How COVID-19 Changed Singapore’s Property Market Dynamics

A senior realtor shares experiences of less bargaining, processes shifting online and a buyer who bought a flat without on-site viewing

View of Singapore’s HDB Blocks. (Credit: Vibrant Dot)
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When Mr Malik Sani received the call from a buyer who was willing to purchase a three-room flat in Bedok at the price he advertised without any on-site viewing, he thought it was a prank.

“Can you transfer the deposit to my seller and then I’ll proceed with the paperwork,” Mr Malik told the buyer.

To his surprise, upon receiving the account info, the buyer transferred the money to the seller right away.

It was a unit that Mr Malik had been marketing for almost a year since 2019. Despite being offered at a very reasonable price with no restrictions imposed on on-site viewing back then, no one showed interest in the unit.

Market dynamics have completely changed, however, since last year’s circuit breaker.

“So I was like, this is really happening,” said Mr Malik, associate senior district director of Singapore Realtors Inc (SRI).

With HDB’s resale application submission service available online, Mr Malik guided both the buyer and the seller through the process of valuation, application submission and endorsement. “So there’s not much physical activity needed. Everything is online.”

“In April [2020], I closed about seven transactions in HDB and private resale. So that’s quite impressive…because by sitting at home we can get this thing done,” said Mr Malik.

HDB Resale Prices Continue to Rise

The second quarter public housing resale price posted a 3.0% increase compared to the first quarter of 2021, based on data released by the Housing and Development Board (HDB). It is the fifth consecutive growth since 2020 Quarter 2.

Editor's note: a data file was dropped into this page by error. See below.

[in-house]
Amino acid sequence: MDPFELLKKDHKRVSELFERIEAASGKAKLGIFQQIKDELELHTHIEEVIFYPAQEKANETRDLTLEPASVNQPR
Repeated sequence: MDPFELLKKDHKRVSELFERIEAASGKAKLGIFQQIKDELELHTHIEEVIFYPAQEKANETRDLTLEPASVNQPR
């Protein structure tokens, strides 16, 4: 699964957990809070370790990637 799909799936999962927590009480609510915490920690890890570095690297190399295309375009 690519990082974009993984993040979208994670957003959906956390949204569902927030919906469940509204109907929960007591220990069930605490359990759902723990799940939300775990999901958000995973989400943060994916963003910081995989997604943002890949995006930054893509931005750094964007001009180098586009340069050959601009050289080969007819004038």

Since last year’s circuit breaker, the HDB resale market saw the biggest quarterly price growth of 3.1% in the fourth quarter of 2020.

The number of resale applications, however, dropped by 6.8%, from 7581 transactions in the first quarter to 7063 transactions in the second quarter of 2021.

HDB Resale Price Index. (Table: HDB)
Number of Resale Applications from Q2 2020 to Q2 2021. (Table: HDB)

Delays in build-to-order (BTO) flat construction is one of the factors that has fuelled the increase in demand for resale flats, said OrangeTee & Tie’s senior vice president of research and analytics Christine Sun in an interview with Channel NewsAsia.

Mr Malik sees a similar trend: the increasing demand arising from failed BTO and Sale of Balance Flat (SBF) applications will continue to push up HDB resale prices.

“When the government announced the BTO and SBF results which just [came] out in June, the last day of June…those people who [didn’t] get selected will go out to the resale market to buy again. So this is where the market starts to become active again.

“I feel it will continue until the end of the year not only for HDB but private residential (properties) as well,” added Mr Malik.

Sellers who have agreed to proceed with the transaction will eventually enter the market as buyers again to purchase their next flats, which is almost like a domino effect that continuously keeps the market active, according to Mr Malik. This is another factor contributing to the rising price.

Buy First Before You Sell

Singapore’s property market has turned into a seller’s market since the city-state was hit by the pandemic.

Citing a recent experience, Mr Malik recalled that for one listing of a three-room flat in Bukit Batok, he received between 10 to 20 calls over the weekend.